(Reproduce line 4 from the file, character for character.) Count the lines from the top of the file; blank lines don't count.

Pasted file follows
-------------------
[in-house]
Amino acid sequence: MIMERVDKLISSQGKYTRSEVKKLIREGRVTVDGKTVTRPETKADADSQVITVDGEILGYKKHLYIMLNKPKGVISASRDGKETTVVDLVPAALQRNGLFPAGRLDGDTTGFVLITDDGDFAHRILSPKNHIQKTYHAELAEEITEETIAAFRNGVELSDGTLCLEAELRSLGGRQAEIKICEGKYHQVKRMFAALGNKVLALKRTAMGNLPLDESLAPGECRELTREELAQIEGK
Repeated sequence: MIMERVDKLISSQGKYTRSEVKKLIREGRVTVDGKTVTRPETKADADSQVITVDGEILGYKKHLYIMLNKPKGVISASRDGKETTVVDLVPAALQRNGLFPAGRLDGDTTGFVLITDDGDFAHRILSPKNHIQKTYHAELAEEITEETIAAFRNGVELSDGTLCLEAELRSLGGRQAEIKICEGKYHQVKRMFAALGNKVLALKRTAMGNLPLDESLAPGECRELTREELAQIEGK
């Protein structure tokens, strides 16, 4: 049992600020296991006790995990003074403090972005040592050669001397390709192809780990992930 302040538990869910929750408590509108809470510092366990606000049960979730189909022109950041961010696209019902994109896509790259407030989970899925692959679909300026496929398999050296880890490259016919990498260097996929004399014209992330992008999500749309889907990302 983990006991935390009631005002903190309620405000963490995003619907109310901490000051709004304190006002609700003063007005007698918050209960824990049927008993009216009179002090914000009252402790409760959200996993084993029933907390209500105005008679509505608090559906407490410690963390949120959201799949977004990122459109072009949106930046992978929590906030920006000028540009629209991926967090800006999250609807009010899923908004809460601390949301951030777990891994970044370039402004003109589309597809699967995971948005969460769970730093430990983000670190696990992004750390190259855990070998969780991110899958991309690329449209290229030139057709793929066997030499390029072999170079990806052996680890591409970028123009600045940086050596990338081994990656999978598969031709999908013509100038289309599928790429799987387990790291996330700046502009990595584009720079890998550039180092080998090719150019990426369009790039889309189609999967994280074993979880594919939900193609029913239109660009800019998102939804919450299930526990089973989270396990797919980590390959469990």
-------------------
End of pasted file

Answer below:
């Protein structure tokens, strides 16, 4: 049992600020296991006790995990003074403090972005040592050669001397390709192809780990992930 302040538990869910929750408590509108809470510092366990606000049960979730189909022109950041961010696209019902994109896509790259407030989970899925692959679909300026496929398999050296880890490259016919990498260097996929004399014209992330992008999500749309889907990302 983990006991935390009631005002903190309620405000963490995003619907109310901490000051709004304190006002609700003063007005007698918050209960824990049927008993009216009179002090914000009252402790409760959200996993084993029933907390209500105005008679509505608090559906407490410690963390949120959201799949977004990122459109072009949106930046992978929590906030920006000028540009629209991926967090800006999250609807009010899923908004809460601390949301951030777990891994970044370039402004003109589309597809699967995971948005969460769970730093430990983000670190696990992004750390190259855990070998969780991110899958991309690329449209290229030139057709793929066997030499390029072999170079990806052996680890591409970028123009600045940086050596990338081994990656999978598969031709999908013509100038289309599928790429799987387990790291996330700046502009990595584009720079890998550039180092080998090719150019990426369009790039889309189609999967994280074993979880594919939900193609029913239109660009800019998102939804919450299930526990089973989270396990797919980590390959469990």